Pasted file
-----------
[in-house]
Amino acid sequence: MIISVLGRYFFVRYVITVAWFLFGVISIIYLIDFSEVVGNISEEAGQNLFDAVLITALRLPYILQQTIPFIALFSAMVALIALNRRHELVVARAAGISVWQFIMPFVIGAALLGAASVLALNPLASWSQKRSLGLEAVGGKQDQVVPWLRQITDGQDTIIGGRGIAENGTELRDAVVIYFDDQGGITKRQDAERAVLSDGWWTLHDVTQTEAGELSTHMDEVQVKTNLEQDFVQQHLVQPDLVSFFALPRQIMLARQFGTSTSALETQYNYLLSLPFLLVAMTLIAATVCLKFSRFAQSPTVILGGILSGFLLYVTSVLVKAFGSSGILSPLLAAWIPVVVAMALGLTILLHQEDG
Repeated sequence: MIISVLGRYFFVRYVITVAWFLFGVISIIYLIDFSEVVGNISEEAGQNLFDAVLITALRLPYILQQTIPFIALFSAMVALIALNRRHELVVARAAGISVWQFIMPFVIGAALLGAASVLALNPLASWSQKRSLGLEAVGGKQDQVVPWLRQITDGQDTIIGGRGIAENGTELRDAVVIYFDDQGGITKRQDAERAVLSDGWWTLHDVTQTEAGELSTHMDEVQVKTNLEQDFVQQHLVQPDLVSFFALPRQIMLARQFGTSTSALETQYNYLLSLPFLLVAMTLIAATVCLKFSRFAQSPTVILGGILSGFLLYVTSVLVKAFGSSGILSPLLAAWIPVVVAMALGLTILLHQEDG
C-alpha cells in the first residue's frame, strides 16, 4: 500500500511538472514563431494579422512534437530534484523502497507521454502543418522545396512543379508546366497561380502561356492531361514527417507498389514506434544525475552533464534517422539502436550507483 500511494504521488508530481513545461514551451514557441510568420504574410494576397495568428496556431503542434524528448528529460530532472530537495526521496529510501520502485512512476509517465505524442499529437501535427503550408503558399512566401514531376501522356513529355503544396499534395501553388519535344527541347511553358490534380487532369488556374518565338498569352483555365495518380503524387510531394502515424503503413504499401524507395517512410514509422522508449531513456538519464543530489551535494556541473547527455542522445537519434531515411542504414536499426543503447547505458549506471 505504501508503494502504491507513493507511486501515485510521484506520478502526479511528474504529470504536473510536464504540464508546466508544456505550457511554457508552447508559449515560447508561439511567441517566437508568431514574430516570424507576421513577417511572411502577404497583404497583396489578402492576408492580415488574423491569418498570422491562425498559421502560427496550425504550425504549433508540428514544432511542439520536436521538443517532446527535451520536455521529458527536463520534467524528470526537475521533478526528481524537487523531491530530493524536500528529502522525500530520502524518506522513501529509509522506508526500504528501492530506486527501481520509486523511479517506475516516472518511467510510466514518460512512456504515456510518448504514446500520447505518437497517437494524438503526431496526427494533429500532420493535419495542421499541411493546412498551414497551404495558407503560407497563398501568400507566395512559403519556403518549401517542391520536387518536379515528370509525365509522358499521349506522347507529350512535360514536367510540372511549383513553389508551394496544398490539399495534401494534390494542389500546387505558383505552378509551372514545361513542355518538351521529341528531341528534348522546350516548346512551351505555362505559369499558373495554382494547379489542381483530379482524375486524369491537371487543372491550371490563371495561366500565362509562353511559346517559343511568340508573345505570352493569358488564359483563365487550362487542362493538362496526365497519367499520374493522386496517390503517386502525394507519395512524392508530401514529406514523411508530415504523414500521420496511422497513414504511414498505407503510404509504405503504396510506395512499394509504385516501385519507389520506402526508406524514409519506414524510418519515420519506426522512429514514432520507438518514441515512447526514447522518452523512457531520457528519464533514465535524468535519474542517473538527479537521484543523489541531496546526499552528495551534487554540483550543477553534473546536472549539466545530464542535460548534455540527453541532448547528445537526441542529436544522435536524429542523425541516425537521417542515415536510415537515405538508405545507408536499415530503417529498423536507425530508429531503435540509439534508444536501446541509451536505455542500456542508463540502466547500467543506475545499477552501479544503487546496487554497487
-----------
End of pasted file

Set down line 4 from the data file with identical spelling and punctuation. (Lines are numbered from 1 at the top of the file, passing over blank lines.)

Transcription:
C-alpha cells in the first residue's frame, strides 16, 4: 500500500511538472514563431494579422512534437530534484523502497507521454502543418522545396512543379508546366497561380502561356492531361514527417507498389514506434544525475552533464534517422539502436550507483 500511494504521488508530481513545461514551451514557441510568420504574410494576397495568428496556431503542434524528448528529460530532472530537495526521496529510501520502485512512476509517465505524442499529437501535427503550408503558399512566401514531376501522356513529355503544396499534395501553388519535344527541347511553358490534380487532369488556374518565338498569352483555365495518380503524387510531394502515424503503413504499401524507395517512410514509422522508449531513456538519464543530489551535494556541473547527455542522445537519434531515411542504414536499426543503447547505458549506471 505504501508503494502504491507513493507511486501515485510521484506520478502526479511528474504529470504536473510536464504540464508546466508544456505550457511554457508552447508559449515560447508561439511567441517566437508568431514574430516570424507576421513577417511572411502577404497583404497583396489578402492576408492580415488574423491569418498570422491562425498559421502560427496550425504550425504549433508540428514544432511542439520536436521538443517532446527535451520536455521529458527536463520534467524528470526537475521533478526528481524537487523531491530530493524536500528529502522525500530520502524518506522513501529509509522506508526500504528501492530506486527501481520509486523511479517506475516516472518511467510510466514518460512512456504515456510518448504514446500520447505518437497517437494524438503526431496526427494533429500532420493535419495542421499541411493546412498551414497551404495558407503560407497563398501568400507566395512559403519556403518549401517542391520536387518536379515528370509525365509522358499521349506522347507529350512535360514536367510540372511549383513553389508551394496544398490539399495534401494534390494542389500546387505558383505552378509551372514545361513542355518538351521529341528531341528534348522546350516548346512551351505555362505559369499558373495554382494547379489542381483530379482524375486524369491537371487543372491550371490563371495561366500565362509562353511559346517559343511568340508573345505570352493569358488564359483563365487550362487542362493538362496526365497519367499520374493522386496517390503517386502525394507519395512524392508530401514529406514523411508530415504523414500521420496511422497513414504511414498505407503510404509504405503504396510506395512499394509504385516501385519507389520506402526508406524514409519506414524510418519515420519506426522512429514514432520507438518514441515512447526514447522518452523512457531520457528519464533514465535524468535519474542517473538527479537521484543523489541531496546526499552528495551534487554540483550543477553534473546536472549539466545530464542535460548534455540527453541532448547528445537526441542529436544522435536524429542523425541516425537521417542515415536510415537515405538508405545507408536499415530503417529498423536507425530508429531503435540509439534508444536501446541509451536505455542500456542508463540502466547500467543506475545499477552501479544503487546496487554497487